The payroll tax cut and extended unemployment benefits expire on February 29. And though the House-Senate conference committee charged with figuring out a year-long extension met yesterday, there really isn’t a lot of movement toward a solution. Pay-fors seem to be the biggest stumbling block.
On Wednesday, the House approved one of the GOP’s favored offsets, an extension of a pay freeze on federal employees.
Democrats have not embraced that proposal, and conferees from the party said Wednesday that they were still hopeful that a surtax on millionaires could be used to fund an extension of payroll tax relief.
“We’re not going to renegotiate what was done in the debt-ceiling increase,” said Sen. Ben Cardin of Maryland, a Democratic conferee, about the federal pay freeze. “That’s off the table.”
There’s another meeting scheduled for today. I have an idea for the conference committee: don’t pay for the changes. Just don’t. It’s a minimal amount of money – maybe $150 billion – in the grand scheme of things. And paying for it would only reduce the impact. If you really want to pay for it, use the budgetary gimmick of the savings from overseas contingency operations – the drawdown of war funding from Iraq and Afghanistan. Those are scorable savings, and capping those funds makes it harder for the Pentagon to use them as a slush fund to finance some of their preferred programs for which Congress refused to provide funding. Democrats are actually talking about not offsetting the unemployment extension, on the grounds that those are emergency benefits. But it’s early yet.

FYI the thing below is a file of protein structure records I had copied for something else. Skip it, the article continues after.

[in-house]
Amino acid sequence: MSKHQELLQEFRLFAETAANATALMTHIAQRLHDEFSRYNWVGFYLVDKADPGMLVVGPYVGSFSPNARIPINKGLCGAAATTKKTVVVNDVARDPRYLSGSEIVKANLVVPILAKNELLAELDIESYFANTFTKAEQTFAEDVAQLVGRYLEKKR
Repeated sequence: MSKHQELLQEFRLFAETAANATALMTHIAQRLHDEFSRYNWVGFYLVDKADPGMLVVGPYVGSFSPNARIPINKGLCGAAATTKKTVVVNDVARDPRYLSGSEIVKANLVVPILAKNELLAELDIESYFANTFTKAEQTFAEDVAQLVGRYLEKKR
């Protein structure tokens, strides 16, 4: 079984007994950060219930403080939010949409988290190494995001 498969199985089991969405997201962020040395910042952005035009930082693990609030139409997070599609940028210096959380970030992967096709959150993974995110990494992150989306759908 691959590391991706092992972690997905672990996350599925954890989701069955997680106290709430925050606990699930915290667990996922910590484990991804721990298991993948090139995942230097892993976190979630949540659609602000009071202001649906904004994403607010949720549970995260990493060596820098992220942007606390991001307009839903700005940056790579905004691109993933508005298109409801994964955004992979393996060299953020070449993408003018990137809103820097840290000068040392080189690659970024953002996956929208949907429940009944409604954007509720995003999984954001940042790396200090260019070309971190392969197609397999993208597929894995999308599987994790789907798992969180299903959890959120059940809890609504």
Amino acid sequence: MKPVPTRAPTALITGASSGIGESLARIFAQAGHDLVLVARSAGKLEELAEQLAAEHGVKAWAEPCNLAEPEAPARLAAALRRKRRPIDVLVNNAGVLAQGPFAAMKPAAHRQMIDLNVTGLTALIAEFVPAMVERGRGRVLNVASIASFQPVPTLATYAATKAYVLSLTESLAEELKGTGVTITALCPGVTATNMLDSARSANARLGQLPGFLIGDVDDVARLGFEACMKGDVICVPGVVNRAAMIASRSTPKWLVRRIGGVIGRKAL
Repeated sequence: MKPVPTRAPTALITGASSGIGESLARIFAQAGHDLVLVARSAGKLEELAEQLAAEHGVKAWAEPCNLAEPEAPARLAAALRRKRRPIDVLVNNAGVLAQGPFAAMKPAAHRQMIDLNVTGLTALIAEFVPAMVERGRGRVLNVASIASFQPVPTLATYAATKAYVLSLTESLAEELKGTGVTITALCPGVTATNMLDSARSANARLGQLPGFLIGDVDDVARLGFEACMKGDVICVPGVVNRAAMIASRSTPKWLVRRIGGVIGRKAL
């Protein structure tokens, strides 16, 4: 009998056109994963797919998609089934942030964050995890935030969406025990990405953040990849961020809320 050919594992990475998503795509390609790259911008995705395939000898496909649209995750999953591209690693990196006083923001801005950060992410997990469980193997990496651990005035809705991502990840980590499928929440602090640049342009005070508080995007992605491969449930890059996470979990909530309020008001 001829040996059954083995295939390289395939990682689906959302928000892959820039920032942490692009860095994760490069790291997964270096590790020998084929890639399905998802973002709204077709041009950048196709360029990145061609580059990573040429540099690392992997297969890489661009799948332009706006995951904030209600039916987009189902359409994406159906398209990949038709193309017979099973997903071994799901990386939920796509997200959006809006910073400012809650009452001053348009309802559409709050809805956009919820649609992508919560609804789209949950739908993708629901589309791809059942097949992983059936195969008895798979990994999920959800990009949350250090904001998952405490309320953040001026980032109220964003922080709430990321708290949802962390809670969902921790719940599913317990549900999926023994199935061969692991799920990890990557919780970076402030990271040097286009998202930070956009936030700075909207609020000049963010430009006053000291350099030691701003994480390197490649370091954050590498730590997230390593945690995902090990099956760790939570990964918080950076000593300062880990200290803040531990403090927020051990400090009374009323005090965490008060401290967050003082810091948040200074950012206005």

Co-chairs of the conference committee Dave Camp and Max Baucus floated the idea of a short-term extension while the details get hammered out. So we might get this year-long extension in increments.
The other issue that needs to be worked out is the proposed cut in unemployment benefits, which seems at least partially inevitable. Republicans want to not only cut the benefit from 99 to 59 weeks, but want to force unemployed workers without a high school diploma to seek a GED as a condition of receiving benefits, and to allow states to drug-test applicants. The two-month extension did not extend the “look-back” for states to keep receiving the final 20-week tier of extended benefits, which effectively curtails them from 99 to 79 weeks. Democrats are talking about “second-tier” changes to unemployment insurance, though they did not define what that means.
The extension is likely to happen, but we’re probably going to go through a lot of heartburn before it’s done. And the offsets are really unclear at this point.